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Daily Telegraph: City comment: Too dangerous for us, say auditors

Daily Telegraph: City comment: Too dangerous for us, say auditors

“KPMG is the auditor to Shell, where the American class-action lawyers are just getting going.”

Edited by Neil Collins

(Filed: 08/09/2004)

There’s a simple way to encourage good directors, but the DTI won’t do it

“Scrapping the DTI would rob Britain of a key tool in creating jobs, helping businesses thrive and ensuring rights at work are upheld.” Thus did Patricia Hewitt, still secretary of state for trade and industry last night, encapsulate why this department has had its day. “Helping business thrive” is clearly at odds with “ensuring rights at work are upheld”, since executive time spent on the latter does nothing for the former.

This might provide a figleaf to justify the DTI’s seven (count ’em) ministers, and perhaps it’s why the department can put out the sort of tosh it disgorged yesterday. It has consulted wide and long on the vexed question of director and auditor liability, and produced a statement of the obvious.

We want more high-quality individuals to be directors, says the DTI, and we want companies to have more choice of auditor – but we’re going to do nothing to bring either of these worthy aims about. Apart from a technical sop allowing companies to pay directors’ legal fees, it’s inaction as usual; neither directors nor auditors are to be allowed limited liability, the move which would encourage a bit more biodiversity among both.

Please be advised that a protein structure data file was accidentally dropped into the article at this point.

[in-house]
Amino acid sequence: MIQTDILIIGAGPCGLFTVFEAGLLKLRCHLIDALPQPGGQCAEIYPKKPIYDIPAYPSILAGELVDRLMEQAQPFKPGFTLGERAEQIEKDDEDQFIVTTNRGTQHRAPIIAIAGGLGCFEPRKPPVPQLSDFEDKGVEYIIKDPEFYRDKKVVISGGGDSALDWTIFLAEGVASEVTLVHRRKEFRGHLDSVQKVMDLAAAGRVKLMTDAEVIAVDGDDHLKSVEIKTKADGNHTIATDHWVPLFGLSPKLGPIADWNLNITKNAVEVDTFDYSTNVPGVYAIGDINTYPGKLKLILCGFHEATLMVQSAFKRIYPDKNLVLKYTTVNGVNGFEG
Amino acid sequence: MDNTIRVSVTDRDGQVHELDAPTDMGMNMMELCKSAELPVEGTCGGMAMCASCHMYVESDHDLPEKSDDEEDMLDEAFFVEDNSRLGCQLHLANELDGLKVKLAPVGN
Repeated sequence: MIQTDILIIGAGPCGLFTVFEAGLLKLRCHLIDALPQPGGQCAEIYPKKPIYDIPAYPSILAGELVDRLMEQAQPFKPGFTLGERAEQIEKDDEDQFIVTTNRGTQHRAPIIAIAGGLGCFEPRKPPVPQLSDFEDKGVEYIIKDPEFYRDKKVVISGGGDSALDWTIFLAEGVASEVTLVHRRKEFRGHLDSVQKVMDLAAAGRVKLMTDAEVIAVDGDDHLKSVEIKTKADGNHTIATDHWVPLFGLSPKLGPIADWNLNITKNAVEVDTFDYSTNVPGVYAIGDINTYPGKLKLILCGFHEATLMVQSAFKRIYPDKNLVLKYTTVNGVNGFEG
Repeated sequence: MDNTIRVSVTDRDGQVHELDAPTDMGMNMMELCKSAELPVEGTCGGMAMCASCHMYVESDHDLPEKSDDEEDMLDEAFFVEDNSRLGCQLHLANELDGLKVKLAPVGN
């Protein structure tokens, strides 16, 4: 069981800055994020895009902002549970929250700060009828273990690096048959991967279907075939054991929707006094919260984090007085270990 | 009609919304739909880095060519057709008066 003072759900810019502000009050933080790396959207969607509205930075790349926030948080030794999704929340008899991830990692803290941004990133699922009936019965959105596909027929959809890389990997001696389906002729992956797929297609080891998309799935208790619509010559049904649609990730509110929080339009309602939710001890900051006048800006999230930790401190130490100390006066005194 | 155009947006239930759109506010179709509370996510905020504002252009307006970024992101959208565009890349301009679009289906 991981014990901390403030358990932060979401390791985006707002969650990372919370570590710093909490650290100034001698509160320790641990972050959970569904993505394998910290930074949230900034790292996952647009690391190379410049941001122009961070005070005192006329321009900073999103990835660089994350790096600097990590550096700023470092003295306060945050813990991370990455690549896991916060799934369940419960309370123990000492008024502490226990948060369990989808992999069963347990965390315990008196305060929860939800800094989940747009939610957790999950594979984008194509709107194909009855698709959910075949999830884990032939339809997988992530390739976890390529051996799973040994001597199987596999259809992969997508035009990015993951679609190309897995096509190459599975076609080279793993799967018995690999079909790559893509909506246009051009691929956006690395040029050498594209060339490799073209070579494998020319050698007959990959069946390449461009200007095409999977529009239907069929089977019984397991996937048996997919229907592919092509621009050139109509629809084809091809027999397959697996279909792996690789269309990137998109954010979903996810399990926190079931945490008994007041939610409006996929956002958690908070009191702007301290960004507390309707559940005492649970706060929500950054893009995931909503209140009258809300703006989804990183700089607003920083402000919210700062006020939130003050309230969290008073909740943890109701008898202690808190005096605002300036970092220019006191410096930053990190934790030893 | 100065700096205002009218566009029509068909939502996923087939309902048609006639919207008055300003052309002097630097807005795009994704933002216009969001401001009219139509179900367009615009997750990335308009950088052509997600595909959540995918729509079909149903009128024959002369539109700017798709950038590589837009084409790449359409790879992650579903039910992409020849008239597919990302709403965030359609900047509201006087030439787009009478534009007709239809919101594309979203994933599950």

Just four firms of auditors audit 343 of the country’s biggest 350 listed companies. In theory, a single botched audit could wipe out one of the four; Ernst & Young faces that possibility over Equitable Life, while KPMG is the auditor to Shell, where the American class-action lawyers are just getting going.

At the same time, the risks and responsibilities of being a non-executive director have become much more onerous. In the past, a good non-exec was there to offer impartial advice, a shoulder for the chief executive to cry on, and the accumulated wisdom of a career elsewhere.

Under today’s rules, it’s at least theoretically possible for a corporate collapse to bankrupt a non-exec, which is why they are so hard to find. A simple rule could limit any director’s liability to, say, his total remuneration over the previous two years. This would be straightforward, transparent and, who knows, might even discourage some of the more outrageous pay awards.

The auditor problem looks much more intractable. The failure of Arthur Andersen, which reduced the Big Five to the Even Bigger Four, followed the post-Enron collapse of its reputation, rather than any ruinous legal action, although that would surely have followed had Andersen not committed corporate hara-kiri. Come to think of it, it’s an example that the DTI might follow.

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